IF the excerpts currently circulating in the press are any indication, Hillary Clinton’s latest memoir will resemble pretty much every recent political memoir from a potential presidential candidate: That is, it will be chloroform in print.
Which no doubt troubles its “author” not at all. Clinton has every incentive to bore us, sedate us, lull us to sleep — to hit the snooze button, in effect, for as long as our politics makes possible. She is the rare presidential hopeful who has nothing whatsoever to gain from making news. Leading the Democratic presidential field by a Secretariat-esque margin; leading every potential Republican candidate by around 10 points; running far ahead of President Obama’s job approval numbers … if she had her way, all the months from here till 2016 would be consumed by devouring time without anything altering her current image.
And her desire converges almost perfectly with the interests of her party, even if not every liberal quite realizes it yet. That’s because Clinton’s iconic status is, increasingly, the only clear advantage the Democratic Party has. If her position is weakened, diminished or challenged, the entire coalition risks collapse.
Liberals don’t see this clearly yet because they tend to regard the Obama coalition as a left-of-center mirror-image of Nixon’s and Reagan’s conservative majority — a natural, settled and, thanks to demographic trends, growing presidential majority (if not a congressional one) that should deliver the White House to their party reliably for cycles to come.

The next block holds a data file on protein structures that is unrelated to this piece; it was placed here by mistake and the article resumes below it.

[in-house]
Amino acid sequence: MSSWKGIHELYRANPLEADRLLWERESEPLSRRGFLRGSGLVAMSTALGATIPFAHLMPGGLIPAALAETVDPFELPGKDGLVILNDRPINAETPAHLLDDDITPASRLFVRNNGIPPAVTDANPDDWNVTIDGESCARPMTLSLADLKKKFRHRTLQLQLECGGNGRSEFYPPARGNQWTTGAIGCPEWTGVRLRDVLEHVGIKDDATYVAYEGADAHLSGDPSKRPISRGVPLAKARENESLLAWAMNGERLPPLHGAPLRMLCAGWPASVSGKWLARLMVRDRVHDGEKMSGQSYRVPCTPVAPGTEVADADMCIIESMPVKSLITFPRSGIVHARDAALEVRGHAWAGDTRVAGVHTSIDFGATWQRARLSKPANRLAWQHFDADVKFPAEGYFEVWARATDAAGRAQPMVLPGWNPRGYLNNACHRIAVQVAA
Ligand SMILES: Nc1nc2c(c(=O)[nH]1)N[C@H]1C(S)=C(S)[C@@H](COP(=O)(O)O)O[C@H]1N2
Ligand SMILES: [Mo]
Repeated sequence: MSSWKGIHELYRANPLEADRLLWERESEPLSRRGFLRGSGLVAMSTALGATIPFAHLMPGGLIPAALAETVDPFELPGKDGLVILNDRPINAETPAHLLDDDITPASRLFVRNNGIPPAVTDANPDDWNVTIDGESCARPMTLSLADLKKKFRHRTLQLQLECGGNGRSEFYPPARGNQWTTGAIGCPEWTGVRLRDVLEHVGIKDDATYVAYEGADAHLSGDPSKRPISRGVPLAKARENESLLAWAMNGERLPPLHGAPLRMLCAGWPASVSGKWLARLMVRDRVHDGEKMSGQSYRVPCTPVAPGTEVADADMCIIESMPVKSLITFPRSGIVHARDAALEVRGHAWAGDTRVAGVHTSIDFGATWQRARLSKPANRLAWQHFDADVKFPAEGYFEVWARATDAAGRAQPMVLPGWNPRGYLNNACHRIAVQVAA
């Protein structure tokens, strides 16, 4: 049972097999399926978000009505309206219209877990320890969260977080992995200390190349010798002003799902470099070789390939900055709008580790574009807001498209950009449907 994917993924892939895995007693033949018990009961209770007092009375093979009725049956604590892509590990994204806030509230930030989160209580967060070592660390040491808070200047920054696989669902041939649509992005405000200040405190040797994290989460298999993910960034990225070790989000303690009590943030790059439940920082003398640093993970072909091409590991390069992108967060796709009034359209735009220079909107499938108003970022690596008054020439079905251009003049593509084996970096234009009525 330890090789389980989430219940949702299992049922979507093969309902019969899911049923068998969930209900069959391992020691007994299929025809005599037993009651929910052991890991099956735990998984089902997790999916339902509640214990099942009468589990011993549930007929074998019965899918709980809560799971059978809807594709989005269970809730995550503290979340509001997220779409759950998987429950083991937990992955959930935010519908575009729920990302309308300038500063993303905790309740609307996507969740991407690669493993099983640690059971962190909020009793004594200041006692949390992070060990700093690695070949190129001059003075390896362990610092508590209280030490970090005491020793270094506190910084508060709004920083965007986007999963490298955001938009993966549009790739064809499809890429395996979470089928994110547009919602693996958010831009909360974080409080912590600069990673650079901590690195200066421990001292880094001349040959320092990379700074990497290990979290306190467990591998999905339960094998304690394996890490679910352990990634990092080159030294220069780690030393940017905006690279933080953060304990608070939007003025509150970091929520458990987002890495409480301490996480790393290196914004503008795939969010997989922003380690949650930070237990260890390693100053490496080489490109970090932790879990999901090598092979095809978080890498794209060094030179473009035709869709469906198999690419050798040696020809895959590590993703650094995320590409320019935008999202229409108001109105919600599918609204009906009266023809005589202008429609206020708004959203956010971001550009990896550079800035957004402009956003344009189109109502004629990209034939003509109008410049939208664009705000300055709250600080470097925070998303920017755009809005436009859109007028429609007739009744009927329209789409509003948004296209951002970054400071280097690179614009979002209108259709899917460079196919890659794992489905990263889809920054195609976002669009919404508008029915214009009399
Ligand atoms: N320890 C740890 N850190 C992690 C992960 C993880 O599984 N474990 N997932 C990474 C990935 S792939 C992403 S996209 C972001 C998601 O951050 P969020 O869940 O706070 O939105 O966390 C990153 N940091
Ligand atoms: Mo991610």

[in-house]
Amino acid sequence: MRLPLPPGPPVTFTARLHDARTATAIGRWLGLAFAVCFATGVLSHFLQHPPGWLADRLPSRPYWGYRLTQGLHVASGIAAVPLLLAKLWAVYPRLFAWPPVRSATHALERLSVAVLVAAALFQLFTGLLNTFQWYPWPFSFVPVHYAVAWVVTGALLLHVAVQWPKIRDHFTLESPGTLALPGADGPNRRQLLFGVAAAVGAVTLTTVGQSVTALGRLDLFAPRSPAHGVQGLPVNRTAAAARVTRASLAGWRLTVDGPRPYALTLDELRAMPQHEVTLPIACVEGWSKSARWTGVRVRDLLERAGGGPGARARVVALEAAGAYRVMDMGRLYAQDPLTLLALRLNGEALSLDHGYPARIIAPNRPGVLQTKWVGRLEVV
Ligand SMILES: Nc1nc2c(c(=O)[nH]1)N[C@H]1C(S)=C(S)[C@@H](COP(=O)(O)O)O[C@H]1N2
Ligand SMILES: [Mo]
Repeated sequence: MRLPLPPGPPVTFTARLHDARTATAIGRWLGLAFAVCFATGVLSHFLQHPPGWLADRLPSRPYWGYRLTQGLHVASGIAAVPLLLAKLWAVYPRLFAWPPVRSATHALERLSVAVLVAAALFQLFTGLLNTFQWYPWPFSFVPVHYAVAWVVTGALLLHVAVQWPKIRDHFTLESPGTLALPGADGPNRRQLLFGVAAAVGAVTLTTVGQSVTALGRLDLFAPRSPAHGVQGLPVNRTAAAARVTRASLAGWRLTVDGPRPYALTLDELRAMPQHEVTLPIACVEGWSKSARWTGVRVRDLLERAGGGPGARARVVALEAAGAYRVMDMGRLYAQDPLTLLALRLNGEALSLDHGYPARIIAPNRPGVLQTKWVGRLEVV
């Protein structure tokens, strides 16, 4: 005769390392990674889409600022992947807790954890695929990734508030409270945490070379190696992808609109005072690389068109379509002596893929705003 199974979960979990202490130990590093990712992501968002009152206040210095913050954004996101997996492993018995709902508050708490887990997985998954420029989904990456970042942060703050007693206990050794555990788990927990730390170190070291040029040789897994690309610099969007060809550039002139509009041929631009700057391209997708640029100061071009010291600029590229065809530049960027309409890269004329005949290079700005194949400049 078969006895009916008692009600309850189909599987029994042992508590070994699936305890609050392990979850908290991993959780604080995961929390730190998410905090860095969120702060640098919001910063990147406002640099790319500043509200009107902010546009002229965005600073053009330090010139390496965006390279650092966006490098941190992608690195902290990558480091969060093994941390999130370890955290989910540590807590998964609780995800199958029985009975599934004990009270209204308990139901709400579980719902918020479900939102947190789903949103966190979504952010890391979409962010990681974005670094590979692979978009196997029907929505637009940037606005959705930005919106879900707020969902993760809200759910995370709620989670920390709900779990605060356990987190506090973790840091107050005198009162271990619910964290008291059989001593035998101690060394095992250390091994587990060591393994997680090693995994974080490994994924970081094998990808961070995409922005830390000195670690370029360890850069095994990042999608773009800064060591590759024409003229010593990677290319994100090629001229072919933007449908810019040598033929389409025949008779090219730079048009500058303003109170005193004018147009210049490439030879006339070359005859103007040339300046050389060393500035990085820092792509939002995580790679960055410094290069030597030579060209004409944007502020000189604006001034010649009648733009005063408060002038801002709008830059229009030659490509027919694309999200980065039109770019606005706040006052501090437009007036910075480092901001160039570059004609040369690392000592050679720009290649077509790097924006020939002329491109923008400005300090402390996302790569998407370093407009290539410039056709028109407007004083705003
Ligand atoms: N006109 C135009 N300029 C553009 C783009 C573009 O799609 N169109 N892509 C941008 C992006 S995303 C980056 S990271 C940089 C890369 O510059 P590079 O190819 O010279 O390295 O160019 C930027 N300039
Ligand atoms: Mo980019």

““the Democrats of the 1980s had to respond to a country that was largely happy with Republican governance and to specific conservative policy successes,” today’s electorate “is persistently unhappy” with the direction of the country, and “liberal policy successes are too hard to detect to be the basis for concessions” by the right.”
Well… that might have been true except for one not so small detail: GOP obstruction. The only issue of our day that is agreed upon is that GOP obstruction is 100% responsible for the lack of progress. Whether or not the right concedes its success in paralyzing government and actually runs on it as its main achievement doesn’t matter. The obstruction is well-known and generally accepted on the other side.
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Curated from www.nytimes.com